Whether the program was instituted in bad faith — with fraudulent intent and a desire to suppress the truth — may be a factor in determining whether a company's document retention program withstands legal scrutiny. In Lewy v. Remington Arms Co., Inc., 836 F.2d 1104 (8th Cir. 1988), the court suggested a reasonableness test to review the defendant's document retention program; the issue arose after the trial court used a "general negative inference" instruction due to defendant's failure to produce relevant documents (including customer complaints) that had been destroyed pursuant to the company document retention policy. Testimony was presented that the company had established its document destruction schedule to eliminate customer complaints from specific files to avoid potential liability. Other courts have found that implementing a document retention program will not insulate a company from liability if the policy is unreasonable, mismanaged or improperly applied.

Selective or Haphazard Enforcement of Policy is Dangerous

Establishing a document retention program is of little value if it is not well conceived and consistently enforced. In Carlucci v. Piper Aircraft Corp., 102 F.R.D. 472 (S.D. Fla. 1984), the court entered a default judgment and imposed monetary sanctions after determining that the stated purpose of the document record policy was the elimination of documents that might be detrimental to the company in litigation. Records management practices which are selective or inconsistent may actually create additional risks and liabilities for a company. In In Re Prudential Insurance Company Sales Practices Litigation, 169 F.R.D. 598 (D.N.J., 1997), the court imposed a $1 million fine and other litigation sanctions because Prudential's "haphazard and uncoordinated approach" to document retention, including repeated destruction of documents after entry of a document retention order, denied its opponents potential evidence. Prudential exposed itself to additional potential liability — including spoliation of evidence claims, issue or evidence sanctions at trial, adverse inference instructions, as well as white collar criminal charges — with its "haphazard approach" to document destruction. See, 18 U.S.C. §§ 1503, 1505 and 1510, and similar state statutes.

The Prudential case demonstrates that an effective procedure for suspending document destruction policies and instead preserving evidence is just as important as establishing destruction practices in the first place. A company should have a procedure in place that can be implemented without delay in the event of a governmental investigation or claim against the company (or a claim by your company against someone else).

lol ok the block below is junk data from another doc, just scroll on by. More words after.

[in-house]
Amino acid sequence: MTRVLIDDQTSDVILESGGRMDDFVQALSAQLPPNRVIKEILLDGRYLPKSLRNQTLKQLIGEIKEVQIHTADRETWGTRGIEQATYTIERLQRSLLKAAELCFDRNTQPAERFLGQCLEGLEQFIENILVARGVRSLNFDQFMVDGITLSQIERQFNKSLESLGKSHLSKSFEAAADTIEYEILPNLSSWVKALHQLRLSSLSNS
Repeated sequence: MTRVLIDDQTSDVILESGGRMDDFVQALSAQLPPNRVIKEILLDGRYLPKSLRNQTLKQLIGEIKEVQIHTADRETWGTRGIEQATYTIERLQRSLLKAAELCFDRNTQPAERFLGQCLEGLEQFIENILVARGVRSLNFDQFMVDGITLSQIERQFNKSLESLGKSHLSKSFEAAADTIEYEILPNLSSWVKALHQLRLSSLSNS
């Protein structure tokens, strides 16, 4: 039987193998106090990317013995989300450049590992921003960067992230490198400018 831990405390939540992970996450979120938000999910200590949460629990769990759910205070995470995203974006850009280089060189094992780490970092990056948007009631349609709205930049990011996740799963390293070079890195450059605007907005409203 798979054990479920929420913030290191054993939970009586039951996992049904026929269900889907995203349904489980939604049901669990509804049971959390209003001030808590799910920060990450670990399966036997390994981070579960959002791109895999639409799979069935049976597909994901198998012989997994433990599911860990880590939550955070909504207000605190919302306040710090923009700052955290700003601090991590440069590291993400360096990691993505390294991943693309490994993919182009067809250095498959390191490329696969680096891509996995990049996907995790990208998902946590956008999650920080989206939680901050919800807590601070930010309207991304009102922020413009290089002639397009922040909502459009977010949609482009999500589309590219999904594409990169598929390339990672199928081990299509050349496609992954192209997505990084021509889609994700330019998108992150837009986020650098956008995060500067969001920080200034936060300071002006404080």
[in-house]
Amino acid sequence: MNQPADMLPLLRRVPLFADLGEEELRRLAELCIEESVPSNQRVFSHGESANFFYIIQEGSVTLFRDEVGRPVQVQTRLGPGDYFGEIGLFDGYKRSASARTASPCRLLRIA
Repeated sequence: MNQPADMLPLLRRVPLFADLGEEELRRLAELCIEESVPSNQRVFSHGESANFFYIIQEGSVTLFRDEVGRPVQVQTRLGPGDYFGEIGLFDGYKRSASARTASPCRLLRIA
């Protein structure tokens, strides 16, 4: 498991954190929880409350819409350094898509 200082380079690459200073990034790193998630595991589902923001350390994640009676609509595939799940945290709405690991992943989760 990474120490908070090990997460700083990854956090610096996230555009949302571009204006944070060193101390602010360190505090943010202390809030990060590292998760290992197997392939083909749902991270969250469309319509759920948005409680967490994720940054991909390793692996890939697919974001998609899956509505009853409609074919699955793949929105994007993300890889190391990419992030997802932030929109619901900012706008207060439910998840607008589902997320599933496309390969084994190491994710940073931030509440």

The recent stories regarding Andersen's destruction of Enron documents should provide a wake-up call to companies to implement a document retention program or review the reasonableness and effectiveness of existing programs. Creating a document retention policy requires time and effort. Assuring that an existing records management program is functioning effectively and consistently also requires more than casual, sporadic attention.

While a document retention program does not guarantee that liability will be avoided, a well-conceived and consistent approach to the retention and destruction of documents should improve any company's business operations, reduce costs and minimize its liability risks. If you don't think these things matter, ask someone from Andersen.

1The expense of off-site storage is not insignificant. For example, a major document storage vendor in the San Francisco-Oakland, California area charges approximately $1.00 per box per year (5-year minimum), with handling charges of $10.00 per box for retrieval.

Thomas M. Freeman is a Director in the Oakland, California office of Crosby Heafey. Since joining the firm in 1984 after clerking for the Hon. Robert E. Coyle, U.S. District Court, Eastern District, California, his practice has focused on civil litigation with an emphasis in product liability and business litigation.


This article was originally published on the Advanced Medical Technology Association's website at